158. It’s just a number, much like any other three-digit number. But it’s one that’s going to make a huge difference over the next few decades. It’s the number of medical residents that opted for advanced training in geriatrics this next year. It’s far lower than the nearly 250 from last year (fewer than a hundred of whom were graduates of US medical schools). It’s lower than it’s been for some years leaving the vast majority of training positions (something over 400 nationwide) unfilled.
More than half of the training programs across the country have no fellows coming in 2023. This lack of trainees means less hands to do the work. Less people coming up the ranks to provide the specialized clinical care that complicated older people need. And less visibility of the specialty in the health care system making it even harder to attract young physicians our direction.
2023 will see roughly 3.4 million US residents pass from age 64 to 65 and enter their “senior” years. (There were about 4.25 million babies born in 1958 and roughly 80 percent of them remain alive.) At current trends, half of those (1.7 million) will be alive in 2043 at the age of 85. And these figures remain roughly the same for all cohorts five years either way. So, we’re producing roughly one geriatrician for every 10,000 new senior citizens. Even the best and most efficient physicians have difficulty caring for panels of patients much over 2,500 and that’s for a young and healthy population. If numbers like this continue, specialized senior care in this country will collapse. It’s inevitable.
I’ve been fighting the good fight and telling anyone who will listen (and it hasn’t been many) for years about what demographics is going to do to the health system and what sort of things need to happen to make geriatrics a more attractive career choice to young physicians. Very little of that work has been done. It doesn’t generate revenue or headlines. And here we are—a rapidly aging population of Baby Boomers, a significant population of Silent Generation in their 80s and 90s still in good health but in need of assistance to maintain that, and a health system reeling from the strains of the pandemic that’s unable to change its entrenched models with any kind of alacrity. A healthcare workforce so burnt out by the last few years that more and more are pursuing early retirement.
I’ve devoted more than 30 years of my life to the pursuit of excellence in clinical geriatrics. I’ve taken care of thousands of patients, trained hundreds of residents and dozens of fellows, lectured to crowds of five and 500, and tried to follow the dictum of “you save the world one patient at a time.”
I knew it was an underserved specialty which ranked very low in the hierarchy of medicine when I entered it. In my early years of high energy, I naively thought that I and my generation would change all of that somehow. We didn’t any more than the generation before me or the generation after me has been able to. Usually, when confronted with concrete evidence of how little difference we’ve made like the 158 this year, I shrug it off and move on to the next problem to be solved.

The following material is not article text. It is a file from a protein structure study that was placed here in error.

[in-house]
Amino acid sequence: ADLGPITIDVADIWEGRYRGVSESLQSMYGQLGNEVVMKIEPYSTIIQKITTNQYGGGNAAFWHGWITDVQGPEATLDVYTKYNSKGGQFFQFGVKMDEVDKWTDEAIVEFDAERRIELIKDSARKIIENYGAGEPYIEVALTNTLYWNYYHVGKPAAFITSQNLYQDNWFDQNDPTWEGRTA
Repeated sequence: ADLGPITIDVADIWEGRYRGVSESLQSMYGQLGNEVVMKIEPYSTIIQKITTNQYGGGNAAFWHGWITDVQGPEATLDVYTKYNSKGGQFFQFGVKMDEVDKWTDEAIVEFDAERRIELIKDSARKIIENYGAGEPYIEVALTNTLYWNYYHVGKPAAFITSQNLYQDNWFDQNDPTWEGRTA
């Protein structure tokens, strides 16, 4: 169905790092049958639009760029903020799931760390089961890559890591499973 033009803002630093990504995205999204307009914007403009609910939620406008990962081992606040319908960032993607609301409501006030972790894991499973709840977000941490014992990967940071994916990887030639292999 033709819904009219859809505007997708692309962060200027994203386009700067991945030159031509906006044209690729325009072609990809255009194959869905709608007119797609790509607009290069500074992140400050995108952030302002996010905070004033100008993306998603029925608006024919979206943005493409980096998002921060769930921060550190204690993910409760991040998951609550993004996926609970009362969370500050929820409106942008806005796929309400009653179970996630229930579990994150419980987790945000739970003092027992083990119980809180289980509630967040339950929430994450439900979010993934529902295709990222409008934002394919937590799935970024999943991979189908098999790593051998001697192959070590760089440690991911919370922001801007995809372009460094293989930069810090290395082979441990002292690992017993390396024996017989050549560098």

This year, however, feels different. Maybe it’s my rapidly rushing towards my senior years myself. I keep getting patients with major issues who are younger than I am, which is enough to make me feel old and to remind me that we are promised nothing. Maybe it’s the departure of colleagues which has accelerated in the post pandemic era (we had 18 geriatrics faculty a decade ago—we’re down to eight now). Maybe it’s my continued perusals of demographic charts and constant adjusting to the rapid swings of Medicare policies as the Center for Medicare and Medicaid Services constantly adjusts to both clinical and financial realities. I’m feeling like my major life’s work hasn’t mattered. It’s mattered to individual patients and families, but not in the grand scheme of having made a difference to the world going forward.
But then maybe I’m just hangry because I skipped lunch. Perhaps some chicken masaman can restore my equanimity. At the very least, it might give me the energy to put Christmas decorations away. But then again, it might just put me into a post-prandial torpor, and I’ll lie on the bed watching Netflix and cuddling with the cats.
If you see my father, wish him a happy 90th. I think he’s a bit bemused by entering his tenth decade as I am from entering my seventh. He remains in good health and does the three things required to maintain it at his age—eat, sleep, and move. Mainly, he stays away from the one thing that must be avoided: visiting the floor. These days we should probably add handwashing and appropriate vaccinations to the list.
Contributor Andrew Duxbury, MD is a geriatrician who is passionate about helping the elderly live their best lives as they age. He specializes in falls prevention, mobility, Alzheimer’s and dementia care, and preventing overmedication in older people. Originally from Seattle, Dr. Duxbury practices medicine in Birmingham, Alabama. He is author of The Accidental Plague Diaries: A COVID-19 Pandemic Experience and The Accidental Plague Diaries, Volume II: COVID-19 Variants and Vaccinations.